April 1 was a big day in Japan. The name of the coming new Imperial era (新元号) was announced as 令和Reiwa. With the new emperor taking over on May 1, the Heisei era is being reviewed and hopes for the new era proclaimed by a tired and disheartened citizenry.
A more concrete change takes place as a new immigration law goes into effect and the country braces for the impending wave of foreigners to fill the labor shortage. For years the government has resisted the inevitable solution to the nation’s graying population and extremely low birth rate. Resisters to change fear diversity and the evils of a multicultural society that will lead to a loss of what they regard as Japanese culture.
But now, a year before the Tokyo Olympics, the gates will be opened to hundreds of thousands of migrants who will enter Japanese society, mostly in roles that Japanese people do not want to fill. You can already see young people of various nationalities working in convenience stores and restaurants. Migrants will also be caretakers for the growing numbers of elderly needing their support in a society where they are increasingly left on their own.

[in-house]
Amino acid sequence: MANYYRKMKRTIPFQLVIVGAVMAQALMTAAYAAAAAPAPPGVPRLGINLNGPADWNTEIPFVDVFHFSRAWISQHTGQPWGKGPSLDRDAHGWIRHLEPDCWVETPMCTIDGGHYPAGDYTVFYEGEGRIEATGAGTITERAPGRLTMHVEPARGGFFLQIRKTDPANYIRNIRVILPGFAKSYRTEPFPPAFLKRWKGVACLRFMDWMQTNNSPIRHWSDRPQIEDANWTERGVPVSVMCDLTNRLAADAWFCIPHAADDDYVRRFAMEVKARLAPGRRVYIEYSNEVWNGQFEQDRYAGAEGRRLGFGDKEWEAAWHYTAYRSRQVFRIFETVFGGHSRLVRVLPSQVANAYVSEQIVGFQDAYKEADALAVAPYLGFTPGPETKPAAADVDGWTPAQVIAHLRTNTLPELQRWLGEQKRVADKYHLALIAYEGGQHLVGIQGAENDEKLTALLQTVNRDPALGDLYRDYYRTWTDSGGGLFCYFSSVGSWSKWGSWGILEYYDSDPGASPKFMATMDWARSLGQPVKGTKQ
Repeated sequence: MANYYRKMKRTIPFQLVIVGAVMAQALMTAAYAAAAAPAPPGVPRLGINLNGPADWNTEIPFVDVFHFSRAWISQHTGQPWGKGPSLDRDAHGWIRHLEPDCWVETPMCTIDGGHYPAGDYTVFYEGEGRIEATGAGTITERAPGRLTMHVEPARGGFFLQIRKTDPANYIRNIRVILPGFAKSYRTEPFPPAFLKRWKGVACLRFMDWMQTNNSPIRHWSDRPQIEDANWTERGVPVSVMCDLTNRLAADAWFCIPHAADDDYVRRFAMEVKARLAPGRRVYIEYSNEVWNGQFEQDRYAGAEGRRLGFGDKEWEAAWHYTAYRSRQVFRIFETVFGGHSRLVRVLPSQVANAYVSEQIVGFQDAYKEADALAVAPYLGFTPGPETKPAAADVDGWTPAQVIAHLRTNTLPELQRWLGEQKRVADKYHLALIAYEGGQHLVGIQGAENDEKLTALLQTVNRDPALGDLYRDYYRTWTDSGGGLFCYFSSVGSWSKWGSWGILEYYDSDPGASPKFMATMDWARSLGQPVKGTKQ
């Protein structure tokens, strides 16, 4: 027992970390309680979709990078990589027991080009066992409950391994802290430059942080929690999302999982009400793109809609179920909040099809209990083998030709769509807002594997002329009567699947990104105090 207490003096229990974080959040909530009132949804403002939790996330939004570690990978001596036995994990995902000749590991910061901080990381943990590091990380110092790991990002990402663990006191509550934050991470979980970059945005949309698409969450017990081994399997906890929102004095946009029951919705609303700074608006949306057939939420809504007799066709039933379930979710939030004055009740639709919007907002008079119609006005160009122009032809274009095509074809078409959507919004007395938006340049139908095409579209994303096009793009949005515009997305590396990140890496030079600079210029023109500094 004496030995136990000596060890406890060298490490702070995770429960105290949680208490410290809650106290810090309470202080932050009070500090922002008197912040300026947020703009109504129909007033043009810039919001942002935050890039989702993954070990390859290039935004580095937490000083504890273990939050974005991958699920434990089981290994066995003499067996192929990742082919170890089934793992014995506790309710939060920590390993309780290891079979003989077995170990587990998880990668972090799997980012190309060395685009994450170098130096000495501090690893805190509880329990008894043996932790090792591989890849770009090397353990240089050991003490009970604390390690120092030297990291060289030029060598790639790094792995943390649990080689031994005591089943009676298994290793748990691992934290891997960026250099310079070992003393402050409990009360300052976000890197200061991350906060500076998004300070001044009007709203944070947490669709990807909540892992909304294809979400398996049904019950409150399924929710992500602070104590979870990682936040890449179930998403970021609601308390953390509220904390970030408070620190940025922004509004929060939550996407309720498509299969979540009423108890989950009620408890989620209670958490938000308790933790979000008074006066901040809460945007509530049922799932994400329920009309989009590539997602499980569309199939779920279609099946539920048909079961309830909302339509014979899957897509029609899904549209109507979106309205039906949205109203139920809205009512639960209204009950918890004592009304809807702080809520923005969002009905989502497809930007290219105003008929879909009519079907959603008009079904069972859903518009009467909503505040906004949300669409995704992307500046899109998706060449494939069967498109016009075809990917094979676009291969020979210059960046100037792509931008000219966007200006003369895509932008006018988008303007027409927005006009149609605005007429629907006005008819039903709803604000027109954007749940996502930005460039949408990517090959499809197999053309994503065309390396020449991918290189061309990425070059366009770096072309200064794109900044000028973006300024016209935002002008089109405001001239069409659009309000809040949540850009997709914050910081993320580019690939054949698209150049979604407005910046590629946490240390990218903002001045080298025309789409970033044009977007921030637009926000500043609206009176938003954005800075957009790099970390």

On television they advised ambivalent citizens to open up with the message: 「受け入れては未来の投資」Accepting [foreigners into Japanese society] is an investment in our future.
Having worked with international students in Tokyo for many years I am familiar with the kinds of tensions raised by the presence of those perceived to be outsiders. I was hired at the University of Tokyo as part of a government initiative to bring 100,000 international students to Japan by the year 2000. I started studying and writing about this issue more than 20 years ago with articles and books with titles like, “Expanding the Borders of the Nation,” “Japan’s Diversity Dilemmas,” and “Transcultural Japan.” I've watched and waited for the government to respond and they have at last made a new immigration law that will bring hundreds of thousands of newcomers.
As someone who has often been “othered” and perceived and treated as an outsider, I am sensitive to the ways that people create borders of “us” and “them.” I have also experienced inclusion and I know it is possible to become an integral part of this society. I still see the key to the acceptance of newcomers as empathy and respect for the personal sacrifices and efforts they are making as well as belief that they are bringing something valuable to this country.